These days, many companies are asking questions that cut “across” datasets. They are looking for trends and opportunities that, absent the marriage of multiple data sources, would have otherwise gone unrecognized. The advent of cloud storage, open-source database software, and large-scale commercial processing services has drastically reduced the costs to capture, store, and analyze a new flood of data coming from sensors, devices, video/audio, networks, log files, transactional applications, web, and social media – much of it generated in real time.The increased focus on big data has brought with it challenging questions about how companies can protect their intellectual property. This webinar takes a global and comparative look at protecting inventions to collect, process, and make sense of big data.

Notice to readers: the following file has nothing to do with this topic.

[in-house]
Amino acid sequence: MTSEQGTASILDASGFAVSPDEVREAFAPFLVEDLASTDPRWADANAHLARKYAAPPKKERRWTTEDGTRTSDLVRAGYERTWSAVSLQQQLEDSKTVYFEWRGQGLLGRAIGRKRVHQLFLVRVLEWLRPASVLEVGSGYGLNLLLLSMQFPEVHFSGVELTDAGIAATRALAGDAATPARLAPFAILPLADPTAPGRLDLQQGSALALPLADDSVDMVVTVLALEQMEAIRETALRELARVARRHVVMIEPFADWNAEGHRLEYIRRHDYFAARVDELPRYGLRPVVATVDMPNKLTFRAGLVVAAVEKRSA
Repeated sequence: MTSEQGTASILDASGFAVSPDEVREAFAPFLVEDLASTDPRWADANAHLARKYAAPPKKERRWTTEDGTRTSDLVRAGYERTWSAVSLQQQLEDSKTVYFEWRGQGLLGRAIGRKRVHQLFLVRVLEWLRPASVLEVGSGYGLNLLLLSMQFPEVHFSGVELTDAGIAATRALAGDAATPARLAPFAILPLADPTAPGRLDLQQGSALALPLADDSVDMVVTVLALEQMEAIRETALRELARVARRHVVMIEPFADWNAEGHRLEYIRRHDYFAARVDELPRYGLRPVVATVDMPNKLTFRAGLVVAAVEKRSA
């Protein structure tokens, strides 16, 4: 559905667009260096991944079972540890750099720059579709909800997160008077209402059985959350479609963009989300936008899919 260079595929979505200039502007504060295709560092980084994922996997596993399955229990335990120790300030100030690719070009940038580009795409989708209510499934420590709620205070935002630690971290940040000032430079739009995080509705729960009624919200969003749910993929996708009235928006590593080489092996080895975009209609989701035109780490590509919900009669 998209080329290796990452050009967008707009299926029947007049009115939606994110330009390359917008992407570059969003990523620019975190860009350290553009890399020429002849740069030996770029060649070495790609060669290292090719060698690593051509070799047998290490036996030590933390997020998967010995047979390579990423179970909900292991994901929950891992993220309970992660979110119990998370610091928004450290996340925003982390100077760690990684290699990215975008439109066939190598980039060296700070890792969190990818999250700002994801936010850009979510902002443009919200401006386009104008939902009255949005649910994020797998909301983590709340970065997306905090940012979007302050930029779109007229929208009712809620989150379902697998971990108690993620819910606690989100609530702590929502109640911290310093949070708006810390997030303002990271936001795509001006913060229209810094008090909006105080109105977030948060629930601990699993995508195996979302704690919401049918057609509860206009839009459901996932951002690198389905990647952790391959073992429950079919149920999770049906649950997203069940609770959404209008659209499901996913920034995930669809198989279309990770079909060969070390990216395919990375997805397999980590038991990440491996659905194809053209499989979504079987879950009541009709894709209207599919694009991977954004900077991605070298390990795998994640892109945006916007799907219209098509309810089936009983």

Our panelists are an in-house attorney with a U.S. company at the forefront of related developments, a European IP attorney and software expert who has spent more than a decade in managerial roles for American, Swiss, and German companies, and a Chinese patent prosecutor who specializes in telecommunications and software. They will discuss:
• The decision whether to pursue patent protection or to rely on trade secrets
• Subject-matter guidelines regarding patent eligibility in the U.S., Europe, and China
• Limitations on functional claiming
• How to show patent examiners in Europe that a big data invention is “technical” enough to be entitled to protection
- Paul Leblond, Google Inc.
- Guide Quiram, Michalski Hüetterman & Partner
- Tiecheng Yang, Unitalen Attorneys at Law